What do we need for convincing VR experiences using an HMD ? To answer that we have to consider the properties of the human vision and convert them into technical requirements for the display. For most of the following aspects, you can keep in mind the simple rule: more is better.
An HMD display first needs a wide FoV, at least 100° horizontally and vertically per eye. Then the immersion begins getting convincing. Current HMDs provide this by using a pair of aspheric biconvex lenses in front of the users eye. So this point can be marked carefully as ‘checked’.
Next, temporal resolution, the refresh rate in other words. Current HMDs support 75 Hz to 96 Hz and combine this with special strobing techniques so that the eye is illuminated shorter than the integration time, at least in the foveal region.
This technique can largely reduce studdery motion, motion blur and motion sickness. However, if the eye is moving over the display retinal integration effects should be considered in the future as presented by our group, which we call the perceptual motion blur. The ideal display should have about 1 kilo Hz. But anyways, the refresh rate is already quite good so we also carefully check this point.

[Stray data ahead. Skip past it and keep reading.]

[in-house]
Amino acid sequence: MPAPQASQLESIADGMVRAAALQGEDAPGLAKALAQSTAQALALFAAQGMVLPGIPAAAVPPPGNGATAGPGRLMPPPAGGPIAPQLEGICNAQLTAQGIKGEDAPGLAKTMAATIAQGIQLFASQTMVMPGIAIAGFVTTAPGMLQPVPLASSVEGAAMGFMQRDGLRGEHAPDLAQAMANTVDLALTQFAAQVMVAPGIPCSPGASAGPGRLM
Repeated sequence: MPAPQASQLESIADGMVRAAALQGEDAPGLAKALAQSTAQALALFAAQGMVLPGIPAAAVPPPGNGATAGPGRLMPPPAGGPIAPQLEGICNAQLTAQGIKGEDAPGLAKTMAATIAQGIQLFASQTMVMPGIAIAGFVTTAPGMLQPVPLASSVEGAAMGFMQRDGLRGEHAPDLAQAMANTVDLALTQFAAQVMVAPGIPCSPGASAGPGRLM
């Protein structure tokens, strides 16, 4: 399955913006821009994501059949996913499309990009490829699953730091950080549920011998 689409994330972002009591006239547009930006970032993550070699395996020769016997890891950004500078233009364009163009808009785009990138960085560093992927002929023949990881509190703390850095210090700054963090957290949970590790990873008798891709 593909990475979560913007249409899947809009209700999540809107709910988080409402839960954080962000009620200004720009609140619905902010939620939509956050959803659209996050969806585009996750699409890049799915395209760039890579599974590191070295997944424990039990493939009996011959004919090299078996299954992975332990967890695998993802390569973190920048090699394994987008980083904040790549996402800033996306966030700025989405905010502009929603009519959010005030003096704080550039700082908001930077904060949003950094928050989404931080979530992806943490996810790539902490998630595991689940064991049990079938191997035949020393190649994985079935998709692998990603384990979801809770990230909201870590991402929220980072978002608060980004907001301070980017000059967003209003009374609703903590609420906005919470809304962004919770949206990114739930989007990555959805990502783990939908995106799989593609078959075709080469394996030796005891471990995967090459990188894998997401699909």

Next, spatial resolution meaning the number of pixels on the screen.
Since the human eye has a pretty high resolution in the foveal region, HMDs need a display that allows a high pixel density. Current HMDs range between 1 and 2.5k per eye, but 16k would be required for hiding the pixel grid completely reasoned by the strong magnification of the lenses for the wide field of view. So in fact, better displays are required at this point. As an alternative there is related work on exploiting perceptual properties of the eye to enhance the perceived resolution over the physical display resolution. It might be useful for HMDs but those approaches requires real-time gaze tracking.
Instant visual feedback. This is a crucial step and at the same time a very tough one for the renderer. Rendering the output images has to happen within a few milliseconds, the less the better. It still has to be photorealistic if the goal is to recreate reality. This requires cutting edge GPU power and a highly optimized rendering engine as well as appropriate footage to be rendered.
Photorealistic scenes that have to be rendered in real-time and that have to reach the users eyes nearly instantly. Depending on the application the tolerable latency ranges within 20 to 40 ms. The less the better. Otherwise you cannot trick the human visual system and the sense for orientation and you will suffer from motion sickness. Therefor rendering and head tracking have to be as fast as possible. For complex scenes it requires powerful machines and lots of footage optimization to reach the latency limits. I think at this point even with new GPUs rendering for the HMD is not yet solved. One promising way to reach the latency limits is foveated rendering by reducing the resolution in less important regions of the viewing area, but again this requires active eye-tracking.